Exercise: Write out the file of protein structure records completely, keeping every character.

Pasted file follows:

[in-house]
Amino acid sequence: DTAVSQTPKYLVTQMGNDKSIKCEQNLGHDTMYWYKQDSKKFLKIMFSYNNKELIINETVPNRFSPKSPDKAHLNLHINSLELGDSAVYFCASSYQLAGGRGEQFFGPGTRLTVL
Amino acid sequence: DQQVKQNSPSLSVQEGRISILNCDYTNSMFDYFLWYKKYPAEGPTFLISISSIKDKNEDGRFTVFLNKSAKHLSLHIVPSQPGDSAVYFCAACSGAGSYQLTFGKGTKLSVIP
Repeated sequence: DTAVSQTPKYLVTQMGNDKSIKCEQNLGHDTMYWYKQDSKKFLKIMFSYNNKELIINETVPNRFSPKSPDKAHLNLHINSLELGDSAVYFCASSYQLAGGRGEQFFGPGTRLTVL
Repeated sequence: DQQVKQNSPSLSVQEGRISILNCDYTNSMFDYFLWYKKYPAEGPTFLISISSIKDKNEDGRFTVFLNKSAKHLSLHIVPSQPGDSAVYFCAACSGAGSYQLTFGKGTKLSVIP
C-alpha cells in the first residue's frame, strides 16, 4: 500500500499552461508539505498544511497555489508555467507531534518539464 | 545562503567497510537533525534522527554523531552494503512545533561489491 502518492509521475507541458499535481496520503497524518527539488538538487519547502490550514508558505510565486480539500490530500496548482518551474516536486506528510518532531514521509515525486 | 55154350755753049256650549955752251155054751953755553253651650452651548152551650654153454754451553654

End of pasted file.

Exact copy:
[in-house]
Amino acid sequence: DTAVSQTPKYLVTQMGNDKSIKCEQNLGHDTMYWYKQDSKKFLKIMFSYNNKELIINETVPNRFSPKSPDKAHLNLHINSLELGDSAVYFCASSYQLAGGRGEQFFGPGTRLTVL
Amino acid sequence: DQQVKQNSPSLSVQEGRISILNCDYTNSMFDYFLWYKKYPAEGPTFLISISSIKDKNEDGRFTVFLNKSAKHLSLHIVPSQPGDSAVYFCAACSGAGSYQLTFGKGTKLSVIP
Repeated sequence: DTAVSQTPKYLVTQMGNDKSIKCEQNLGHDTMYWYKQDSKKFLKIMFSYNNKELIINETVPNRFSPKSPDKAHLNLHINSLELGDSAVYFCASSYQLAGGRGEQFFGPGTRLTVL
Repeated sequence: DQQVKQNSPSLSVQEGRISILNCDYTNSMFDYFLWYKKYPAEGPTFLISISSIKDKNEDGRFTVFLNKSAKHLSLHIVPSQPGDSAVYFCAACSGAGSYQLTFGKGTKLSVIP
C-alpha cells in the first residue's frame, strides 16, 4: 500500500499552461508539505498544511497555489508555467507531534518539464 | 545562503567497510537533525534522527554523531552494503512545533561489491 502518492509521475507541458499535481496520503497524518527539488538538487519547502490550514508558505510565486480539500490530500496548482518551474516536486506528510518532531514521509515525486 | 55154350755753049256650549955752251155054751953755553253651650452651548152551650654153454754451553654